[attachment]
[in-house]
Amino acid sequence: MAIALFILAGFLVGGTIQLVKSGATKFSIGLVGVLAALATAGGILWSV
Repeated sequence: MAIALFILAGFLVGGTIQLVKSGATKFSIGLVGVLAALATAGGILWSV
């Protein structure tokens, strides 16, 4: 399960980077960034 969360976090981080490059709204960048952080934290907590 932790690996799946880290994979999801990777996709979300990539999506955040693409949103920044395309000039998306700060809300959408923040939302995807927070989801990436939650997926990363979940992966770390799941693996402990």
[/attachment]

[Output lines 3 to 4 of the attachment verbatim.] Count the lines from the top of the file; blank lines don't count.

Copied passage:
Repeated sequence: MAIALFILAGFLVGGTIQLVKSGATKFSIGLVGVLAALATAGGILWSV
């Protein structure tokens, strides 16, 4: 399960980077960034 969360976090981080490059709204960048952080934290907590 932790690996799946880290994979999801990777996709979300990539999506955040693409949103920044395309000039998306700060809300959408923040939302995807927070989801990436939650997926990363979940992966770390799941693996402990």